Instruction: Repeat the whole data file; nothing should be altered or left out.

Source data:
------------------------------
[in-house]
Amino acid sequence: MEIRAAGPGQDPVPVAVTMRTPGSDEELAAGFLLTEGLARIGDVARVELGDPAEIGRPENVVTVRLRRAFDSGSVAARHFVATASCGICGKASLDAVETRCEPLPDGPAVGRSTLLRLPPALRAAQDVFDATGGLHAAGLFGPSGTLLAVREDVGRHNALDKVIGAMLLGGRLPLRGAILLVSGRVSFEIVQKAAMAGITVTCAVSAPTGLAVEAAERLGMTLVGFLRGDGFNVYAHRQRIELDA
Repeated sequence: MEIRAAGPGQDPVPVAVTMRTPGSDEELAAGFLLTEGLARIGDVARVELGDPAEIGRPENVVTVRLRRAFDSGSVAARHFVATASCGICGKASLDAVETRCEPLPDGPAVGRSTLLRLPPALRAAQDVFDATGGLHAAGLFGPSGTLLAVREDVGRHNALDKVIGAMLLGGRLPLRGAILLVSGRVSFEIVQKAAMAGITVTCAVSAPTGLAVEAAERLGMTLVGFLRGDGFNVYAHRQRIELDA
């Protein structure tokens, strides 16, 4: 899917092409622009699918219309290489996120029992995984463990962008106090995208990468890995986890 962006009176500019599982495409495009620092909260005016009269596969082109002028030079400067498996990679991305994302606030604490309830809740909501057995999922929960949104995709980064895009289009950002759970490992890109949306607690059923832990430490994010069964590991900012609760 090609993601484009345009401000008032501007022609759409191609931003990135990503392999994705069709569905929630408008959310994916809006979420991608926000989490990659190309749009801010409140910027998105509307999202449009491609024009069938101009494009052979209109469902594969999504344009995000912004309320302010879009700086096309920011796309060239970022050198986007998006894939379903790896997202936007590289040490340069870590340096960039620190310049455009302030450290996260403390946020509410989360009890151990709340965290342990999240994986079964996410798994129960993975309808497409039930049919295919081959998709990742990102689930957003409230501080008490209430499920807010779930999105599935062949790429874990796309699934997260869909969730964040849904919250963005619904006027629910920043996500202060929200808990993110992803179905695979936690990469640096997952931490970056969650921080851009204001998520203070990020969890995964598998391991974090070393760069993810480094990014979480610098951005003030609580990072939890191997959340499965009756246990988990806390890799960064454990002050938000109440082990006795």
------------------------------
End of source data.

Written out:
[in-house]
Amino acid sequence: MEIRAAGPGQDPVPVAVTMRTPGSDEELAAGFLLTEGLARIGDVARVELGDPAEIGRPENVVTVRLRRAFDSGSVAARHFVATASCGICGKASLDAVETRCEPLPDGPAVGRSTLLRLPPALRAAQDVFDATGGLHAAGLFGPSGTLLAVREDVGRHNALDKVIGAMLLGGRLPLRGAILLVSGRVSFEIVQKAAMAGITVTCAVSAPTGLAVEAAERLGMTLVGFLRGDGFNVYAHRQRIELDA
Repeated sequence: MEIRAAGPGQDPVPVAVTMRTPGSDEELAAGFLLTEGLARIGDVARVELGDPAEIGRPENVVTVRLRRAFDSGSVAARHFVATASCGICGKASLDAVETRCEPLPDGPAVGRSTLLRLPPALRAAQDVFDATGGLHAAGLFGPSGTLLAVREDVGRHNALDKVIGAMLLGGRLPLRGAILLVSGRVSFEIVQKAAMAGITVTCAVSAPTGLAVEAAERLGMTLVGFLRGDGFNVYAHRQRIELDA
């Protein structure tokens, strides 16, 4: 899917092409622009699918219309290489996120029992995984463990962008106090995208990468890995986890 962006009176500019599982495409495009620092909260005016009269596969082109002028030079400067498996990679991305994302606030604490309830809740909501057995999922929960949104995709980064895009289009950002759970490992890109949306607690059923832990430490994010069964590991900012609760 090609993601484009345009401000008032501007022609759409191609931003990135990503392999994705069709569905929630408008959310994916809006979420991608926000989490990659190309749009801010409140910027998105509307999202449009491609024009069938101009494009052979209109469902594969999504344009995000912004309320302010879009700086096309920011796309060239970022050198986007998006894939379903790896997202936007590289040490340069870590340096960039620190310049455009302030450290996260403390946020509410989360009890151990709340965290342990999240994986079964996410798994129960993975309808497409039930049919295919081959998709990742990102689930957003409230501080008490209430499920807010779930999105599935062949790429874990796309699934997260869909969730964040849904919250963005619904006027629910920043996500202060929200808990993110992803179905695979936690990469640096997952931490970056969650921080851009204001998520203070990020969890995964598998391991974090070393760069993810480094990014979480610098951005003030609580990072939890191997959340499965009756246990988990806390890799960064454990002050938000109440082990006795």